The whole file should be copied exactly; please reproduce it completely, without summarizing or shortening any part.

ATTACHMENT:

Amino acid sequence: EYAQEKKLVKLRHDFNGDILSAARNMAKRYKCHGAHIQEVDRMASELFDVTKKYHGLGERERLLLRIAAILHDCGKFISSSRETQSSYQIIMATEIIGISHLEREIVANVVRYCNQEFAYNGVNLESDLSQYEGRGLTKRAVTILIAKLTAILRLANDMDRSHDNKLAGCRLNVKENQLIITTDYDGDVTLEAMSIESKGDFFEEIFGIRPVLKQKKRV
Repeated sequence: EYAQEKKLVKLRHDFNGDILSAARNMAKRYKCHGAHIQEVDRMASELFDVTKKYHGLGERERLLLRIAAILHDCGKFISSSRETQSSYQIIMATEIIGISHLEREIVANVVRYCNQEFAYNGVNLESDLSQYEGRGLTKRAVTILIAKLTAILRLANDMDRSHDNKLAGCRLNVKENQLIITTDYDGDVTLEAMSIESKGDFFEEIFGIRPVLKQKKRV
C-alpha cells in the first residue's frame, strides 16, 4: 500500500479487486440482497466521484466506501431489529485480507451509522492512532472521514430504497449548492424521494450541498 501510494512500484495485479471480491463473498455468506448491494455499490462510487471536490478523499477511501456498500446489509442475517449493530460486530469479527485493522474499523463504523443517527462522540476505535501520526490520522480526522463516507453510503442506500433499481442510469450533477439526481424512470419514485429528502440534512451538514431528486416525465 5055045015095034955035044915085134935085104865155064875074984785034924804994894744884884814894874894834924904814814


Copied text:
Amino acid sequence: EYAQEKKLVKLRHDFNGDILSAARNMAKRYKCHGAHIQEVDRMASELFDVTKKYHGLGERERLLLRIAAILHDCGKFISSSRETQSSYQIIMATEIIGISHLEREIVANVVRYCNQEFAYNGVNLESDLSQYEGRGLTKRAVTILIAKLTAILRLANDMDRSHDNKLAGCRLNVKENQLIITTDYDGDVTLEAMSIESKGDFFEEIFGIRPVLKQKKRV
Repeated sequence: EYAQEKKLVKLRHDFNGDILSAARNMAKRYKCHGAHIQEVDRMASELFDVTKKYHGLGERERLLLRIAAILHDCGKFISSSRETQSSYQIIMATEIIGISHLEREIVANVVRYCNQEFAYNGVNLESDLSQYEGRGLTKRAVTILIAKLTAILRLANDMDRSHDNKLAGCRLNVKENQLIITTDYDGDVTLEAMSIESKGDFFEEIFGIRPVLKQKKRV
C-alpha cells in the first residue's frame, strides 16, 4: 500500500479487486440482497466521484466506501431489529485480507451509522492512532472521514430504497449548492424521494450541498 501510494512500484495485479471480491463473498455468506448491494455499490462510487471536490478523499477511501456498500446489509442475517449493530460486530469479527485493522474499523463504523443517527462522540476505535501520526490520522480526522463516507453510503442506500433499481442510469450533477439526481424512470419514485429528502440534512451538514431528486416525465 5055045015095034955035044915085134935085104865155064875074984785034924804994894744884884814894874894834924904814814